MADISON - Wisconsin boasts the best state retirement pension system in the country. State figures show the plan holds more than $90 billion in trust.
But specifics on the amounts paid out to individuals is not something the Wisconsin Retirement System chooses to share.
Some 250,000 school teachers, state workers, and city and county municipal employees pay into the fund. Their employers with taxpayer dollars contribute too. Overall employer contribution last year was 60 percent of the total, since some state employees aren't required to contribute under Act 10.
Robert Conlin heads up the state's Department of Employee Trust Funds.
"The system is solid and sound and there's no need for major changes," said Conlin, citing a study of the system released in 2012.
The state trust fund paid out roughly $4 billion to pension recipients last year. That information is released by the state. What is not released are the individual names of the pension recipients and just how much each of them received.
"The state won't give us the pension names and pension amounts. They're hiding that from the taxpayers," said Jim Tobin, who heads up the watchdog group Taxpayers United of America.
Tobin calling for more transparent government in states across the country. He says he's standing up on behalf of the taxpayers.
"And we suspect maybe because the pensions being paid out to the retirees are huge amounts," added Tobin, speculating on the lack of full disclosure on the pension funds.
Taxpayers United of America routinely posts projected pension payouts for the highest paid public employees on its website and elsewhere. The group plans to release figures soon for Shawano County workers.
The latest release though targets taxpayer funded employees in Brown County.
The name topping the Brown County School Employees list is Green Bay schools superintendent Michelle Langenfeld. She is paid $190,000 a year.
With access only to her salary, Taxpayers United of America calculated her retirement pension at $159,000 a year. Assuming Langenfled receives that payout for 21 years of retirement, the group shows Langenfeld's total payout of more than $3 million.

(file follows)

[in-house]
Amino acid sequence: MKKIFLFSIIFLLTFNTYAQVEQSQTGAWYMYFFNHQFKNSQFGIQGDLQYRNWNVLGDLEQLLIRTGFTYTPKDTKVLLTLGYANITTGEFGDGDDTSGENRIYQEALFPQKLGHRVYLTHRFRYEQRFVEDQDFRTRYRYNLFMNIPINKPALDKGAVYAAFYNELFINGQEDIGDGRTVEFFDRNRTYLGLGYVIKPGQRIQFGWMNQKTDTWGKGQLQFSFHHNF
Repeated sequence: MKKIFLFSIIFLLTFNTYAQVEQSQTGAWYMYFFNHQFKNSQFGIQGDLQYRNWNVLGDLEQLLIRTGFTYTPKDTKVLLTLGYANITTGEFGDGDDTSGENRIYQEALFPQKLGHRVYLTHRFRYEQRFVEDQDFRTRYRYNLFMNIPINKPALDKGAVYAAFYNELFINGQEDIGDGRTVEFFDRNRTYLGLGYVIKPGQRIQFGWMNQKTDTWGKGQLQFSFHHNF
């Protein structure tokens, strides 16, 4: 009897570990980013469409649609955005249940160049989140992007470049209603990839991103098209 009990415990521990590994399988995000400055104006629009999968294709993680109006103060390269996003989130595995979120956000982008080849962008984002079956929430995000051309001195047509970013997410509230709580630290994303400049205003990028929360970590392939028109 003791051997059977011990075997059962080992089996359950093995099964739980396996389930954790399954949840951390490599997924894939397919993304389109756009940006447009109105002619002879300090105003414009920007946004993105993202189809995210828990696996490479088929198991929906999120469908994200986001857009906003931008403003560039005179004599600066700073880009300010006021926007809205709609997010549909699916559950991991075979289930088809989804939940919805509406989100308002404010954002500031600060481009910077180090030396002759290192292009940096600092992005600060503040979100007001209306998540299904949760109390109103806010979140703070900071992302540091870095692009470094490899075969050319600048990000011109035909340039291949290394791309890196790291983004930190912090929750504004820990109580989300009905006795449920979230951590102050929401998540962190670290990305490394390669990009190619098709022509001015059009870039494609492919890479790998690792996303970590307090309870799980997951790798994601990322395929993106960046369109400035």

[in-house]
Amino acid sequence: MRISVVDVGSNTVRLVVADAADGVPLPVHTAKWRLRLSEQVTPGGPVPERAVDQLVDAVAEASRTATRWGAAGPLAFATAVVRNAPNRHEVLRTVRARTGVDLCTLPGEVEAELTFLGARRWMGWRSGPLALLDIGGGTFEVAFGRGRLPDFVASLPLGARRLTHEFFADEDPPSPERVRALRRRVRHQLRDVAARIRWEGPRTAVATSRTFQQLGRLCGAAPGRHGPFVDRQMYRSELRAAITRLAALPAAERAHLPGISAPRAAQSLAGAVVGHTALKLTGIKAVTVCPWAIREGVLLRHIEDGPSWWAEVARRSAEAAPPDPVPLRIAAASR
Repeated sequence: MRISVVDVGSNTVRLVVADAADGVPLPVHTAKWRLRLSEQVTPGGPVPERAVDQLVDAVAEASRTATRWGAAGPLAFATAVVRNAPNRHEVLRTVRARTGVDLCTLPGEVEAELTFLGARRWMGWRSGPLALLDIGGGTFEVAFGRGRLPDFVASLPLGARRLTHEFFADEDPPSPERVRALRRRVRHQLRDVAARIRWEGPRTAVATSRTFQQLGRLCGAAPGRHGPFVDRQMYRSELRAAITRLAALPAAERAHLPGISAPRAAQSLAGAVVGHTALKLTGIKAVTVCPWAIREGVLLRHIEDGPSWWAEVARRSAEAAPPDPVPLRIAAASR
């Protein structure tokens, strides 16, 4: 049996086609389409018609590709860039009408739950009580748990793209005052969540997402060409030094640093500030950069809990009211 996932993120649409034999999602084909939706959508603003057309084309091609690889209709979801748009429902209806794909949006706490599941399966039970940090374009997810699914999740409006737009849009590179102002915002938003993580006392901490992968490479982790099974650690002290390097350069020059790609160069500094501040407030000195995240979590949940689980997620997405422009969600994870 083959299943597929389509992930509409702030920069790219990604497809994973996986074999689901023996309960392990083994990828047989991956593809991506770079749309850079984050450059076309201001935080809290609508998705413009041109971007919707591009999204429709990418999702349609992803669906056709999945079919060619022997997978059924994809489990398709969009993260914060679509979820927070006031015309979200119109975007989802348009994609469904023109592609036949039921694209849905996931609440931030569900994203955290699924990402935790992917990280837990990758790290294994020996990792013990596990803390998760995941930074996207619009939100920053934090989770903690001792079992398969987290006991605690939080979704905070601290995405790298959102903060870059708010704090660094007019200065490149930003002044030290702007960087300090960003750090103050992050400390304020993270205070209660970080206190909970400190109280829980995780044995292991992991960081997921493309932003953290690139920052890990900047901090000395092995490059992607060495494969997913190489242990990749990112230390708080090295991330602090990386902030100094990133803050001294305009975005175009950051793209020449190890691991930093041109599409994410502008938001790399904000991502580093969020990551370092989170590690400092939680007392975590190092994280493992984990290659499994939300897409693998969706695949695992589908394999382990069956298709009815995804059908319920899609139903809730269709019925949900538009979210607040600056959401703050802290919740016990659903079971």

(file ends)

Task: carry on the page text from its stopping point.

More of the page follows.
Such figures, Tobin says would put an extra toll on state taxpayers.
"No we can't keep funding this unless taxpayers want to work into their 80s and 90s. I don't think taxpayers will put up with that," said Tobin.
But FOX11 Investigates questioned the numbers published by Taxpayers United of America, and found the pension for Langenfeld way off.
TUA's calculation assumes she worked in Wisconsin for 41 years when in reality it's been less than 3. She's not even vested yet. Langenfeld previously worked in Minnesota.
And if Langenfeld were to retire at the end of this school year, based on salary and actual years of employment, we calculate she would receive just $7,000 a year in Wisconsin retirement benefits. Her 21-year payout during retirement would be closer to just $150,000, well short of the $3 million estimate from Taxpayers United of America.
"Those assumptions have to be made because we're not provided with any personal information," said Rae Ann McNeilly, executive director for TUA. "It does give a good indication of what the system allows if she did meet all of the criteria for retirement."
A FOX 11 Fact Check shows the average annuity received by all 178,000 retirees in 2012 was about $24,000. Just 50 retirees received more than $150,000 while more than 47,000 received less than $9,999.
Secretary Conlin says if something doesn't add up it's TUA's agenda.
"I think some of those groups have more of an interest in stirring up perhaps some discord between the public and public employees," said Conlin.
But if state pension amounts for individual workers were made public there would be no confusion.
Wisconsin however is one of 17 states across the country to keep that information private. That's what Taxpayers United of America is really trying to change. And in the era of government openness I raised the issue with Conlin.
"When it comes to pensions we don't know the figures. Why not?" asked reporter Mark Leland.
"The simplest reason is there's a law that says that personal information in our files are confidential," explained Conlin.
Conlin says the money in the retirement fund belongs to the retirees and, like anyone's investment portfolio, shouldn't be open to public inspection. To do so, the legislature would have to change the law.
Is that something that should be more transparent?
"I think that would probably be a good idea, personally," said State Rep. Dale Kooyenga, R-Brookfield. "Salaries are online, it makes sense to equate that to public pensions. I don't know why that isn't out there already."
Kooyenga is a member of the Assembly Finance Committee and has a background as a certified public accountant. And says the system should have nothing to hide when it comes to the amounts individual retirees receive.
"I don't know if it's a cost issue, a privacy issue, who's for or against it, but I think it's definitely something we should consider and look into," said Kooyenga.
Kooyenga does admit with the pension fund 100 percent funded, other issues like cutting taxes and creating jobs remain the legislature's top priority. But we will continue to raise the question of open government so no one is left in the dark.
Click to read the study of the Wisconsin Retirement System.